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Invisible raft

skim along on the seat of your pants
  [vote for,

This is something that father & son actually made about 30 years ago:
1. Weigh yourself.
2. Get two long pieces of wood, say 4" square (depends on your weight)
3. Calculate how much wood would just about hold your weight, and cut to length.
4. Nail a couple of cross braces. One a little bigger to sit on at half way. Another close by to put your feet on.
5. Cut a slight angle on the leading edge to make sure the raft doesn't nose-dive.
6. Get on carefully, and paddle away.

The raft barely breaks the surface, and from a distance, it appears that you are sitting on water. It is also incredibly fast.
Ling, Mar 21 2004

According to GenYus - it's baked http://www.halfbake...ea/Invisible_20raft
Is this a first for the hb? [Ling, Oct 04 2004, last modified Oct 05 2004]

not an advisable activity today I am afraid. http://news.scotsma...uk.cfm?id=328962004

Raft problem http://www.ac-rouen.../romanti/medus.html [po, Oct 04 2004, last modified Oct 21 2004]

Raft problem http://www.ac-rouen.../romanti/medus.html
[Fussass, Oct 04 2004, last modified Oct 05 2004]


       //This is something that father & son actually made about 30 years ago://   

       So it is baked and should be [m-f-d]ed.
GenYus, Mar 21 2004

       //widely known to exist - (formerly "baked")//
hardly applies to this!

       Ling, whats the link all about?
po, Mar 21 2004

       If Genyus is correct, then I can prove my idea is baked by linking back to this idea. Sort of.
Ling, Mar 21 2004

       what kind of weird logic is that? you may have *baked* it in the real world by building it yourself but its still your original idea.   

       the link just makes people dizzy.
po, Mar 21 2004

       Just my weird humour. Sorry.
Ling, Mar 21 2004

       I'm having trouble with the "It is also incredibly fast" bit. How so?   

       The relative speed of your boat (for the same amount of horsepower pushing you along) mostly has to do with your draft, i.e., how much of the boat is underwater. Since you're using solid wood to support you, this contraption will not go as fast as a hollow-shell canoe or kayak.   

       It probably would look like you were sitting on the water, so I'll withhold my "bad science" fishbone. Though I did think the whole point of rafts and boats and things was to avoid getting wet.
DrCurry, Mar 21 2004

       Genyus, 'baked' is not grounds for deletion. See my "Prior Art MFD" idea if you want clarity on this point.
waugsqueke, Mar 21 2004

       Once the excess buoyancy is down to zero there is nothing to keep it from sinking the rest of the way to the bottom. You have reinvented the Overloaded Raft widely know to raft builders everywhere, and replicated unintentionally innumerable times over the millennia.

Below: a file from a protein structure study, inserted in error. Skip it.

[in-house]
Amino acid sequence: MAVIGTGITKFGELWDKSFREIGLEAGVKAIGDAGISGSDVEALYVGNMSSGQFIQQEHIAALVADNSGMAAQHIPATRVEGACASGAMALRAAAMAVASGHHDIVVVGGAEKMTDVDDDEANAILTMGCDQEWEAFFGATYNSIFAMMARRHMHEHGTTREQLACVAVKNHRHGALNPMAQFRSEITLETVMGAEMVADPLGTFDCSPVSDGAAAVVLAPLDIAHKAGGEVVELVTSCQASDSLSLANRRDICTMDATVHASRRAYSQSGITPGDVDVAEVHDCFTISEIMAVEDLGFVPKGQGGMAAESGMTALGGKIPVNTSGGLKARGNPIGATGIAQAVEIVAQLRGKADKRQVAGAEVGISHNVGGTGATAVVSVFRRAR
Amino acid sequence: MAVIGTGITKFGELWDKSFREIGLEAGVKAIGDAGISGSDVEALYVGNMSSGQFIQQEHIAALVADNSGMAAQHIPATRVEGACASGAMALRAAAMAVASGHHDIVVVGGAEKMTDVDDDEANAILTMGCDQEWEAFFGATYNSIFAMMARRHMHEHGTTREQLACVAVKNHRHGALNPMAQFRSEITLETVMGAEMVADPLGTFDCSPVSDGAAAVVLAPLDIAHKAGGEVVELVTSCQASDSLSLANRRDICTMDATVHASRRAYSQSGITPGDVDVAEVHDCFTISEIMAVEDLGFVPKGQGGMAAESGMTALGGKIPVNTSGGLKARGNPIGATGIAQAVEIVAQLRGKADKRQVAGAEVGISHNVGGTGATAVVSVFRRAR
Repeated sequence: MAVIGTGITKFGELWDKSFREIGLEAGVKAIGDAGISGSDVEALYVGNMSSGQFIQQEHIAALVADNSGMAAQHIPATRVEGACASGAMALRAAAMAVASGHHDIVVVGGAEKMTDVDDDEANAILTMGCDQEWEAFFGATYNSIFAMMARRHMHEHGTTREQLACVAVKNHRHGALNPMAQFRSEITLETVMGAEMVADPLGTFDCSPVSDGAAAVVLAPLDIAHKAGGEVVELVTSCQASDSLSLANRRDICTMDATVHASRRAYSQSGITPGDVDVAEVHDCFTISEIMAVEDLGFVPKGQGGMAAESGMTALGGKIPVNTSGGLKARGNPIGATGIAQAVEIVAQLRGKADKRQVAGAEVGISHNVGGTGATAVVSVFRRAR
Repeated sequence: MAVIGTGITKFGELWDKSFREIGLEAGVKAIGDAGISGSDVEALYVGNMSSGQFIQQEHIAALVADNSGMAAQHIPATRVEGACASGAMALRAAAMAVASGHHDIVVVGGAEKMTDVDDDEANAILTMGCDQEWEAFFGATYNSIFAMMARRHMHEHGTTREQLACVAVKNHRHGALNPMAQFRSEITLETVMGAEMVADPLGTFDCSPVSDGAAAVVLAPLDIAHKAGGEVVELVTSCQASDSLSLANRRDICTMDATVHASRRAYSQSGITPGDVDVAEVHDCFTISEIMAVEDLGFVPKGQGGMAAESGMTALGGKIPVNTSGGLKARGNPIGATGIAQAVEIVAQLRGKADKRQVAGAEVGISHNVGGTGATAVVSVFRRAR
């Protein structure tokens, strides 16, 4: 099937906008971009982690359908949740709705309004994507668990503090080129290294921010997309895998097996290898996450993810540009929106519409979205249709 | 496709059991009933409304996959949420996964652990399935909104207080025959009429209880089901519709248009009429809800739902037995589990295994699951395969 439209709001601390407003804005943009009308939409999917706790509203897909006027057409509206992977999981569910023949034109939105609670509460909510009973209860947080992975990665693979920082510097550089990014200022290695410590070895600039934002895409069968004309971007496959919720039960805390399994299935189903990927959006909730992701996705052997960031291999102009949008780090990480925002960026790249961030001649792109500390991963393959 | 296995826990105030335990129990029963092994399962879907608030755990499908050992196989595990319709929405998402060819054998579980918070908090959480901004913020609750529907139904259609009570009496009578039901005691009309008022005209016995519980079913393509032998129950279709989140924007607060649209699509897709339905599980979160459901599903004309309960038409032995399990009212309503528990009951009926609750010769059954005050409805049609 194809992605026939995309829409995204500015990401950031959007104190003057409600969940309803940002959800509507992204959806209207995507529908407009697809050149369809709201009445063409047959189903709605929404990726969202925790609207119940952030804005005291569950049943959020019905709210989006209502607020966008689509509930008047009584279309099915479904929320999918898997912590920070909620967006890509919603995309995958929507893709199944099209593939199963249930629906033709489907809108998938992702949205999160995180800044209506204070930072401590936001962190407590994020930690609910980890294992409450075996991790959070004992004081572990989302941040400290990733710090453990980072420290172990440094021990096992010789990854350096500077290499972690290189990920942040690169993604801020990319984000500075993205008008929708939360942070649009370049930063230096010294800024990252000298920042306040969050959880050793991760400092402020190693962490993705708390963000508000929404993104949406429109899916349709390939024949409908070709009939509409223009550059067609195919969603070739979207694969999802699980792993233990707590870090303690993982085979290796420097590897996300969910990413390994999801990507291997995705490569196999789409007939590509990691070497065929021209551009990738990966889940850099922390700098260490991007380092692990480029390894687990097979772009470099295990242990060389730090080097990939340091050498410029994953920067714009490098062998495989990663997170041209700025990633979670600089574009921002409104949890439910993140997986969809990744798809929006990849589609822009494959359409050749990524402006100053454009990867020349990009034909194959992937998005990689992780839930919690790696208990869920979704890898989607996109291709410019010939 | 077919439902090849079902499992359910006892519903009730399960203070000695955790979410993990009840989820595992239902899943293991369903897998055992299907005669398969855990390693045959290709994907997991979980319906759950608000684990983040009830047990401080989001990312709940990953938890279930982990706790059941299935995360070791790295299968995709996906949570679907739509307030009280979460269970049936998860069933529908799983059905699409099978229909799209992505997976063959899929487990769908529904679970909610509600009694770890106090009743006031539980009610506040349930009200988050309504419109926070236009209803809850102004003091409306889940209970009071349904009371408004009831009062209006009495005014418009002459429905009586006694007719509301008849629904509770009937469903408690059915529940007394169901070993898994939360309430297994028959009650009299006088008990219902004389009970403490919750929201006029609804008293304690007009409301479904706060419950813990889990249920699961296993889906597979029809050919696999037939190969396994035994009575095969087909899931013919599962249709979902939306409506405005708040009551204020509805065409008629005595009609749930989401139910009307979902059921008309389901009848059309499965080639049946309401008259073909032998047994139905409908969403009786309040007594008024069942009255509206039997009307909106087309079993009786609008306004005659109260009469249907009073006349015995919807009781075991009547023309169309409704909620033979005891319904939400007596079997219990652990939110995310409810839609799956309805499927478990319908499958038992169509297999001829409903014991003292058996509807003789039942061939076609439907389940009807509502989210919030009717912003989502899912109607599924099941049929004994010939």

“Conditions on the overloaded raft were terrible to start with and worsened fast. Over a two-week period, drowning, starvation, burning heat, violent mutiny, and widespread cannibalism reduced the original complement to 15”   

Fussass, Mar 21 2004

       [DrCurry], theory aside, you seem to be forgetting that I have actually built one.
How can it be "bad science", even slightly?
If you check things out, you will also see that the length of vessel has an impact on speed/power.
Ling, Mar 21 2004

       All noted, but fast to a lad may not be quite so fast to an adult, and I'd like to see that speed test against a kayak.
DrCurry, Mar 22 2004

       [DrCurry] I don't remember mentioning any kayaks. However, it is easy to build, so why don't you give it a go? I spent many days in an estuary in Kent, playing around on the water (lived on a boat for a few years). Getting wet on something free was no problem.
[Fussass], it did not sink. However, it was so marginal, that if I stood on it too hard, it would momentarily go down a few inches. But if it did sink slightly, the rider would sink also, and the displaced water volume would increase, therefore increasing bouyancy. So it wouldn't (and it didn't) go all the way to the bottom as you suggest.
Ling, Mar 22 2004

       //Whether you use solid wood, or a hollowed out boat, the displacement is the same//   

       Thank you for your comment, however, please note that the above comment is not quite right.
An increase in weight, by using solid wood, will require the displacement of more water to retain bouyancy.
Ling, Mar 25 2004

       How could you make up something like "30 years ago"?   

       I need drawings though.
K-trein, Mar 26 2004

       Sounds suspisously like.. paddling a surf board...
sirching, Mar 26 2004


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